The Grand Cosmos ~ Grandiloquent Words



The word cosmos is used to refer to an orderly and harmonious universe, a universe which is neither chaotic or random. The word is derived directly from the Greek kosmos and its earliest known written usage dates from 1596.

We employ the word cosmic when we want to indicate that something, some event, or some process is of vast proportions, not unlike the vastness of extraterrestrial space. In philosophy the term may refer to abstract, spiritual, or metaphysical ideas and concepts, and the word cosmic can be found in manuscripts as early as 1685.



Nebulae are breathtakingly beautiful and they are composed of nothing more that swirling, drifting, irregularly shaped clouds of dust or gas (or some combination of the two) in interstellar space. They make up a very small percentage of any particular galaxies mass. We all have our favorite nebula: the Crab Nebula, the Horsehead Nebula, the Nebula. Some nebulae reflect the light of nearby stars, but some generate light from within their centers.

The word nebula comes to us from the Greek nephele’ or nephos which had to do with clouds. It was then transmitted through Old High German where the term meant fog and through Latin where the term meant mist or cloud. Interestingly, you will find the word nebula in a Medical Dictionary, where it is used to describe a cornea which has a slightly clouded and opaque area.


Planets - Inert Bodies

When we think of the universe or the cosmos around us, we of course think of planets; these are natural bodies which do not house any internal thermonuclear fusion process generating heat. For centuries, perhaps even millenia, mankind thought of the Planets in our own solar system -- Mercury, Venus, Earth, Mars (the terrestrial planets), Jupiter, Saturn, Neptune, and Uranus (the giant or Jovian planets which have no solid surface and are composed of gases and liquids).

Relatively recently in human history we have come to understand planets as any large body that revolve around a star, in other words there are many solar systems; we are not the only one. Whether we are the only inhabited system seems unlikely, but we have no solid evidence to the contrary at this point.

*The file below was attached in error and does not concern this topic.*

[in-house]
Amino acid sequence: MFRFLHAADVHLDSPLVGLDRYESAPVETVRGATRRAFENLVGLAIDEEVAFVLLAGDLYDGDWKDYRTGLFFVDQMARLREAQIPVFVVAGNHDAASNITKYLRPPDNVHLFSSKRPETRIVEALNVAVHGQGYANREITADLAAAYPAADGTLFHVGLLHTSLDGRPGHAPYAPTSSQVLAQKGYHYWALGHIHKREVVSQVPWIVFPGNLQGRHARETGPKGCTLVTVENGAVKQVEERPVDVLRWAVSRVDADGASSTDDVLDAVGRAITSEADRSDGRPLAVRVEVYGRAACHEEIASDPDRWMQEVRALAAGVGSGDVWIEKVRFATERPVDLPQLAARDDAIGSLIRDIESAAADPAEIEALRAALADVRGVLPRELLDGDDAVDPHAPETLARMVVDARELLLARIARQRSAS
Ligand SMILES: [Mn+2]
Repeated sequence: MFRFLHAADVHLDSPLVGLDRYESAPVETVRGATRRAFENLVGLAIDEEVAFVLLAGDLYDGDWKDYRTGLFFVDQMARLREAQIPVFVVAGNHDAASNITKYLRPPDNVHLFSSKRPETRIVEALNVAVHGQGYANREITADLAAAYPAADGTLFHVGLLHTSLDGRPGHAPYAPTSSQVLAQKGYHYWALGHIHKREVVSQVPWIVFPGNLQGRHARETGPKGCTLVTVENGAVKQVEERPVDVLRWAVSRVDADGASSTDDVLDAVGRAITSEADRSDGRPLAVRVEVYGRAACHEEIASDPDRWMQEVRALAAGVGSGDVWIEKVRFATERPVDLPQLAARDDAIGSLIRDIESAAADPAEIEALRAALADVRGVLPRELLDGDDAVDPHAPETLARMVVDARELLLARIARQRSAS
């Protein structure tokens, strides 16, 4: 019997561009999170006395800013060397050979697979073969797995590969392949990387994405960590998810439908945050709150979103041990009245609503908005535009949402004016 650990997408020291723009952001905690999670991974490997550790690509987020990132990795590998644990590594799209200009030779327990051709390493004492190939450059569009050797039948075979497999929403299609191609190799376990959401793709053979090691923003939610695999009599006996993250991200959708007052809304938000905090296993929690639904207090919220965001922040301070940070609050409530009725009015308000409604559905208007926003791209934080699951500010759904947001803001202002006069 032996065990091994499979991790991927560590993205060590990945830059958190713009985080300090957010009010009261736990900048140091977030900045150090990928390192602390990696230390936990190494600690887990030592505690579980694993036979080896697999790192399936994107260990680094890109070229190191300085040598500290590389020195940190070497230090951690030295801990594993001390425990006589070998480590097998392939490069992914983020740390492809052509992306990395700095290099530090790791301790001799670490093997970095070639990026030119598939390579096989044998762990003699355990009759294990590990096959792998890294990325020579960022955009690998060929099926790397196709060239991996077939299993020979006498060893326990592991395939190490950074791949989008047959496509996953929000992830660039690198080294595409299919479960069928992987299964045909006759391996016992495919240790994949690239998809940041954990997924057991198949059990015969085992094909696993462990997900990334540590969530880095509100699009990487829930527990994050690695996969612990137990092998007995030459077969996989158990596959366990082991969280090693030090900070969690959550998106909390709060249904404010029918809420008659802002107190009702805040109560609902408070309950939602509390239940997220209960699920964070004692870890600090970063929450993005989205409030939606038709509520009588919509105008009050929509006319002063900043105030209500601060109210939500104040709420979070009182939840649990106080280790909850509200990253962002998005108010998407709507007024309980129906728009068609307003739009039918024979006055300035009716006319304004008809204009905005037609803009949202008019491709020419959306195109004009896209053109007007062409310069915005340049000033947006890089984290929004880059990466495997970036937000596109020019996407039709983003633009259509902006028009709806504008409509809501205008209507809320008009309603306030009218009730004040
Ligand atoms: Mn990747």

Planets - Wandering Stars

The word planet comes to us from Middle English, adopted from Anglo-French, which came from Late Latin (planeta) – which was borrowed from the Greek planes, which meant literally “ wanderer, those objects which wandered among the fixed (to the ancient eyes) stars in the heavens. The earliest use of the word found to date is in a 13th century manuscript.

Also fascinating is the word planetary which has several meanings: anything which is erratic or wanders; anything relating to or resembling a planet; any project or undertaking of gigantic proportions; and as an alternative to the word terrestrial which indicates anyting belonging to the earth.



Astronomy is the discipline or science which investigates the beginning, development, physical properties, chemical composition of all the objects and matter scattered throughout the Cosmos. It is an extremely old science and there is evidence that it was practiced in all the ancient civilizations: Babylonian, Chinese, Egyptian, Indian, Greek. Each of these civilizations contributed much to our modern understanding of astronomy.

The Scientific Revolution which took place in Europe(1543-1687) developed primarily based on the work of people that we would recognize today as astronomers (or physicists). Of course at the time, they did not necessarily call themselves astronomers, going by many other appellations: Nicolai Copernicus, Tycho Brahe, Johannes Kepler, Galileo, and Isaac Newton are among the most well-known. Our word astronomy was passed down from Greek to Latin, Anglo-French, to Middle English. The first known use of the word comes from a 13th century document.



We use the word astronomical when we are trying to describe something which is inconceivably enormous, something so great, so all-encompassing we have no other words for it For example, a political commentator might say, “We should all be alarmed, because the federal deficit is astronomically large.” And we would all know what he meant, even if we didn’t know the precise number to which he was referring. Scholars have found the word astronomical used as early as 1556.

Sources Consulted:

Oxford Dictionary Online

World Book Encyclopedia

Encyclopædia Britannica Concise

Merriam-Webster Dictionary & Thesaurus

Photograph - Apollo Space Program
Photograph - Apollo Space Program | Source

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Your Comments are Welcome and Appreciated 25 comments

billybuc profile image

billybuc 3 years ago from Olympia, WA

A little bit different offering from you, Theresa, but interesting nonetheless. We are surrounded by sheer wonder, aren't we?

I hope you are well!

blessings always


phdast7 profile image